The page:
Go Down

Topic: storing Serial bytes to a float variable (Read 823 times) previous topic - next topic


Oct 15, 2011, 11:04 am Last Edit: Oct 15, 2011, 11:12 am by giantsfan3 Reason: 1
I'm reading values from a sensor, coming in as serial data.

The values come in multiple Serial bytes as follows:
For example a sensor reading of 2.16 comes in as the following four bytes: '2', '.', '1', '6'
Fairly simple, and it's been easy to print those 4 bytes out individually just using mySoftSerial.read() for each incoming byte; and then Serial.print(...) the 4 bytes to the terminal.

However, I would like to STORE altogether the four separate incoming Serial bytes of the value "2.16"... specifically, I want to store into one float variable so I can do arithmetic with it.
What would be an effective way to accomplish that?

Seems like a common thing to do, but I haven't come across any simple method.

[sidenote: I tried the approach discussed in a past thread, of using a union that has a float and a byte array, but that didn't solve the problem here because it appears the incoming data also has to have been sent out from a byte array originating from a union, which is not the case here]


If you store the characters received from the sensor in a character array, and append a null character when you have finished receiving characters, then you can use the atof() function to convert them to a double, and thence to a float.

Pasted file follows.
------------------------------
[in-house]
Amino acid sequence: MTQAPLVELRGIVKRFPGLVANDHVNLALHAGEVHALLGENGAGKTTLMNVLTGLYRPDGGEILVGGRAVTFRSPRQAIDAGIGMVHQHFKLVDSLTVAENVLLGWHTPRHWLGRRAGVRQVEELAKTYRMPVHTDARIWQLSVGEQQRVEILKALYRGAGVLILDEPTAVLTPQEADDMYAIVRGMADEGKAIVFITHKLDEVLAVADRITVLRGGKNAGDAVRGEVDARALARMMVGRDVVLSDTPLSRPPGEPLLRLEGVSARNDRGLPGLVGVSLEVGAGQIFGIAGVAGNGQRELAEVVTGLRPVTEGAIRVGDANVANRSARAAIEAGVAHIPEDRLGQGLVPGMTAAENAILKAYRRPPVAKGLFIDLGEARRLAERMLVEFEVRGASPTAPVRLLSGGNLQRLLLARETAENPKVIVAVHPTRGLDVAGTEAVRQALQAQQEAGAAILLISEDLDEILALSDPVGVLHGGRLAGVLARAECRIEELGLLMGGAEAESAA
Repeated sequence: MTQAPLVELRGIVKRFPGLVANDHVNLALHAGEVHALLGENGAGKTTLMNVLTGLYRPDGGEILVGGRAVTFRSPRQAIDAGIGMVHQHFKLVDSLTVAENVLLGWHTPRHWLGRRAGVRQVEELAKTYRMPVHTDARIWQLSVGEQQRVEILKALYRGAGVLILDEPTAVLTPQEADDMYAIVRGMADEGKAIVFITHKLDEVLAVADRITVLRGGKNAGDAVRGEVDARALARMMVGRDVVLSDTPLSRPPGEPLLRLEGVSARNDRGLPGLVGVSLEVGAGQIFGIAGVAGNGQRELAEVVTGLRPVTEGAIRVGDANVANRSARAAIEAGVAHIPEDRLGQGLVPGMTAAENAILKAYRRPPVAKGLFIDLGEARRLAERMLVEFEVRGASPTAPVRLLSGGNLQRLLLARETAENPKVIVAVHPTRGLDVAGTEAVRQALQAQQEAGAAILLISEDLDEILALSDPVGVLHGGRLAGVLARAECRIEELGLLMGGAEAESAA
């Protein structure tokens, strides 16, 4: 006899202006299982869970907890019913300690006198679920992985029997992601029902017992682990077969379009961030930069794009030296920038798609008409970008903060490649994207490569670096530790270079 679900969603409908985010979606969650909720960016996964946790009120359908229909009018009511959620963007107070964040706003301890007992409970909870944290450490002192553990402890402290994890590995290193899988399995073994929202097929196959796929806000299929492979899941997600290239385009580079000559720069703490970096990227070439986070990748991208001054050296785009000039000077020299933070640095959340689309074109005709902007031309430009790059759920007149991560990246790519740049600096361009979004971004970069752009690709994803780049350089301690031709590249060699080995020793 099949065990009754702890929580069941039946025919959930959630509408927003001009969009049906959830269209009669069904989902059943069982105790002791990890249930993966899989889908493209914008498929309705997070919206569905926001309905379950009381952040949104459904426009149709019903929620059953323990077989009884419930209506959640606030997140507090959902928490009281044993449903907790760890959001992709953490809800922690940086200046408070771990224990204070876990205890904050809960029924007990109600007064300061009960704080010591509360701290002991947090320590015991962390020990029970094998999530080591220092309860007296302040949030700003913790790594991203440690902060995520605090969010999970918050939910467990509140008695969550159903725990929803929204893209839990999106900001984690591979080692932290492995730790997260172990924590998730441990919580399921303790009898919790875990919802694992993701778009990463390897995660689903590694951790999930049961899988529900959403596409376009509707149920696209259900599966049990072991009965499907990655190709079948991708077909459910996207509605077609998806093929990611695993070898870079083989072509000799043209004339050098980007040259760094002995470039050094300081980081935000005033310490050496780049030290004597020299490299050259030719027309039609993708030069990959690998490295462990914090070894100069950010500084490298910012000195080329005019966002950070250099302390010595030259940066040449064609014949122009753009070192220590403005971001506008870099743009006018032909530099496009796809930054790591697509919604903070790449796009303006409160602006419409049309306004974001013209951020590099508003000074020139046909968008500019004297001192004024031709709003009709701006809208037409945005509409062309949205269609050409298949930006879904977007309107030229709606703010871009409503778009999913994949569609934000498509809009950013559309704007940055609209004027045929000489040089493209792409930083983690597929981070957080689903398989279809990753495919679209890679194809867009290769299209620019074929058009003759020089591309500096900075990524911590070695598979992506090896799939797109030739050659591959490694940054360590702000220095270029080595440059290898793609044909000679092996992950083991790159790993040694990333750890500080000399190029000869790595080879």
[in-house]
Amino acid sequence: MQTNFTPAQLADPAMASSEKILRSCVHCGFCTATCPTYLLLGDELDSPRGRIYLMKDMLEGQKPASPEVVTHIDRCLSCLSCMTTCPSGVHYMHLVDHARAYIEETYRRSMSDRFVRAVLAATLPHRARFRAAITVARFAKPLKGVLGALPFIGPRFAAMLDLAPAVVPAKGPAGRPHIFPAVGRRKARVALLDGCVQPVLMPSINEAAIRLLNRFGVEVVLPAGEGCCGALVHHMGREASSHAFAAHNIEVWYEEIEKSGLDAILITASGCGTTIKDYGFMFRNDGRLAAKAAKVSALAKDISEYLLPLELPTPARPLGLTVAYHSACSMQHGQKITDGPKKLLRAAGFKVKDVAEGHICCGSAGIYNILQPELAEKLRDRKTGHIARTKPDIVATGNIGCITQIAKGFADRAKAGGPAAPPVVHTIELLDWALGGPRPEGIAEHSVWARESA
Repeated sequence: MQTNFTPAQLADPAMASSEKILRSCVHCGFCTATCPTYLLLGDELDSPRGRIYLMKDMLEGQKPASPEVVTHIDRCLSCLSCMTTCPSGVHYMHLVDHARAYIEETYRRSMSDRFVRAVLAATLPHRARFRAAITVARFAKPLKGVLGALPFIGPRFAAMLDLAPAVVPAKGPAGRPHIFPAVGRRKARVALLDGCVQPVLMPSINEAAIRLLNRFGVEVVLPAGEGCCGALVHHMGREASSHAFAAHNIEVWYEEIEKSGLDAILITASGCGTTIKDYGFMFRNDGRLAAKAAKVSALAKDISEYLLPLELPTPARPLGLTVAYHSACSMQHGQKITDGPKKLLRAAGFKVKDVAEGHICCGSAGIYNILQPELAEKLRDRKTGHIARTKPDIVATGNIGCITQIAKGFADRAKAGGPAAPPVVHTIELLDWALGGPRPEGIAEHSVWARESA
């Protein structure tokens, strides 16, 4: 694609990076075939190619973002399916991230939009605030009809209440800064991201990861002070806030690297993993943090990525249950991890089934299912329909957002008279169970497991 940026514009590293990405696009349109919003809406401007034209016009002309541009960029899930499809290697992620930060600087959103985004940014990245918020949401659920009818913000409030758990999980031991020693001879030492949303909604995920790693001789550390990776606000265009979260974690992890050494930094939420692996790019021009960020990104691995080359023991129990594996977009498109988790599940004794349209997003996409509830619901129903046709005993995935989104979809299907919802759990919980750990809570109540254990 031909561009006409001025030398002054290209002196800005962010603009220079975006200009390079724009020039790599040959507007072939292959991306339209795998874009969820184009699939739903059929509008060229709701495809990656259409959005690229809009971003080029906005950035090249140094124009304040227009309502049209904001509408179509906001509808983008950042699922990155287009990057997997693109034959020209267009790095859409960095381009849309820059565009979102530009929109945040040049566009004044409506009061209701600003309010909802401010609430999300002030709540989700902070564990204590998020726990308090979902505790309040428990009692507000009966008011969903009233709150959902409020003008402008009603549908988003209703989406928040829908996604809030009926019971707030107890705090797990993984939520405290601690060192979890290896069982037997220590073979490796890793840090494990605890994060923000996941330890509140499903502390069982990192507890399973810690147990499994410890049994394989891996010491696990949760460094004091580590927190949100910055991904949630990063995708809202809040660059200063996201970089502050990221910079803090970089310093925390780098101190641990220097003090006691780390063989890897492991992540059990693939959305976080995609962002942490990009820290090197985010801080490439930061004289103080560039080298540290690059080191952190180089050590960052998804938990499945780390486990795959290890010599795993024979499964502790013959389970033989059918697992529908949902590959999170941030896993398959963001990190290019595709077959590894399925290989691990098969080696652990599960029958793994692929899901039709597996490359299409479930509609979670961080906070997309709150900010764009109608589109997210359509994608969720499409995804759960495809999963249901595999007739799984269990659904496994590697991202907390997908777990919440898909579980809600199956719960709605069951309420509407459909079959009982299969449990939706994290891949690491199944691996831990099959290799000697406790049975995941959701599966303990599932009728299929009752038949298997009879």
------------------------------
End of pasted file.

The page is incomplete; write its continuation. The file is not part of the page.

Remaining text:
Formal verification of safety-critical software, software development, and electronic design and prototyping. See http://www.eschertech.com. Please do not ask for unpaid help via PM, use the forum.


On the Arduino I believe double and float are the same thing, an IEEE 32 bit float.
[ I will NOT respond to personal messages, I WILL delete them, use the forum please ]


That worked successfully. Thanks dc42. Why the null character at the end by the way?

And indeed arduino's implementation of double and of float appear to be identical:
"The double implementation on the Arduino is currently exactly the same as the float, with no gain in precision." [http://arduino.cc/en/Reference/Double]


The null makes it a C string, and shows the string routines like atof or atoi where the string ends.
"Pete, it's a fool looks for logic in the chambers of the human heart." Ulysses Everett McGill.
Do not send technical questions via personal messaging - they will be ignored.

Go Up

Please enter a valid email to subscribe

Confirm your email address

We need to confirm your email address.
To complete the subscription, please click the link in the email we just sent you.

Thank you for subscribing!

via Egeo 16
Torino, 10131